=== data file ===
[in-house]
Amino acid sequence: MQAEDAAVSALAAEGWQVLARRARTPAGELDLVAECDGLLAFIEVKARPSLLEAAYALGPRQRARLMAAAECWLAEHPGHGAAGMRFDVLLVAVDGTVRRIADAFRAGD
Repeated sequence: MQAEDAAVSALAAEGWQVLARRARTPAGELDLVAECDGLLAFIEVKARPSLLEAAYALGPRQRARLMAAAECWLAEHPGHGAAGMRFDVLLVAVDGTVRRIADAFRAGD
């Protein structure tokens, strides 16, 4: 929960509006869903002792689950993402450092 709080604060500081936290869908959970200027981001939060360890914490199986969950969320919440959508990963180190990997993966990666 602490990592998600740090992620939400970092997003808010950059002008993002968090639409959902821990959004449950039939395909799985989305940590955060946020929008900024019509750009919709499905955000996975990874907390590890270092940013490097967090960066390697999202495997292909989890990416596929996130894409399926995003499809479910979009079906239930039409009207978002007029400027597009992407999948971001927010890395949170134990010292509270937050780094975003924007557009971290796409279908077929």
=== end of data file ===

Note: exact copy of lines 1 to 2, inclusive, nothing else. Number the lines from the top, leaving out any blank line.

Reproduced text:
[in-house]
Amino acid sequence: MQAEDAAVSALAAEGWQVLARRARTPAGELDLVAECDGLLAFIEVKARPSLLEAAYALGPRQRARLMAAAECWLAEHPGHGAAGMRFDVLLVAVDGTVRRIADAFRAGD